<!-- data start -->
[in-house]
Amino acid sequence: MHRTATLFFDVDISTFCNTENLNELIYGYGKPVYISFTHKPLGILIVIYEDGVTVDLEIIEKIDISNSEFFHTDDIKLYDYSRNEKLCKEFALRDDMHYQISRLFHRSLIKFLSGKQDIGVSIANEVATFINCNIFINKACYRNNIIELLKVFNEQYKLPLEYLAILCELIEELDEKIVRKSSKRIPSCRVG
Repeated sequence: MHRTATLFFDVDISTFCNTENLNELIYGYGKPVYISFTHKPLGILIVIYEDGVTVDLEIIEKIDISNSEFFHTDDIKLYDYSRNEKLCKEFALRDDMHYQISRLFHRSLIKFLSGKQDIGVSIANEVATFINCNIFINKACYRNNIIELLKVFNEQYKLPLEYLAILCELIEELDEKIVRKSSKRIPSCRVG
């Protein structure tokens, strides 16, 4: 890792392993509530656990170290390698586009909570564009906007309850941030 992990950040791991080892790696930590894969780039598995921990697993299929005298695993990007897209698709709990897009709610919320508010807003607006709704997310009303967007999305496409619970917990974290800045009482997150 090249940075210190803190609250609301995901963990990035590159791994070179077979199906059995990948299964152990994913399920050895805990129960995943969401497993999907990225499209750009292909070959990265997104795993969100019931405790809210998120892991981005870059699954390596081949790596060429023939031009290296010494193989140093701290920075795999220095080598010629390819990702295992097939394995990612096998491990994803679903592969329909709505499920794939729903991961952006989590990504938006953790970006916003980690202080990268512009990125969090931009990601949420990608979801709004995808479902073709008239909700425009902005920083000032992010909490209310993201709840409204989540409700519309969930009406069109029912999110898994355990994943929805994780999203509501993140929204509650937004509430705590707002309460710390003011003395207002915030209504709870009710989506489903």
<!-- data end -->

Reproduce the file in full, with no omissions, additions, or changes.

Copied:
[in-house]
Amino acid sequence: MHRTATLFFDVDISTFCNTENLNELIYGYGKPVYISFTHKPLGILIVIYEDGVTVDLEIIEKIDISNSEFFHTDDIKLYDYSRNEKLCKEFALRDDMHYQISRLFHRSLIKFLSGKQDIGVSIANEVATFINCNIFINKACYRNNIIELLKVFNEQYKLPLEYLAILCELIEELDEKIVRKSSKRIPSCRVG
Repeated sequence: MHRTATLFFDVDISTFCNTENLNELIYGYGKPVYISFTHKPLGILIVIYEDGVTVDLEIIEKIDISNSEFFHTDDIKLYDYSRNEKLCKEFALRDDMHYQISRLFHRSLIKFLSGKQDIGVSIANEVATFINCNIFINKACYRNNIIELLKVFNEQYKLPLEYLAILCELIEELDEKIVRKSSKRIPSCRVG
């Protein structure tokens, strides 16, 4: 890792392993509530656990170290390698586009909570564009906007309850941030 992990950040791991080892790696930590894969780039598995921990697993299929005298695993990007897209698709709990897009709610919320508010807003607006709704997310009303967007999305496409619970917990974290800045009482997150 090249940075210190803190609250609301995901963990990035590159791994070179077979199906059995990948299964152990994913399920050895805990129960995943969401497993999907990225499209750009292909070959990265997104795993969100019931405790809210998120892991981005870059699954390596081949790596060429023939031009290296010494193989140093701290920075795999220095080598010629390819990702295992097939394995990612096998491990994803679903592969329909709505499920794939729903991961952006989590990504938006953790970006916003980690202080990268512009990125969090931009990601949420990608979801709004995808479902073709008239909700425009902005920083000032992010909490209310993201709840409204989540409700519309969930009406069109029912999110898994355990994943929805994780999203509501993140929204509650937004509430705590707002309460710390003011003395207002915030209504709870009710989506489903």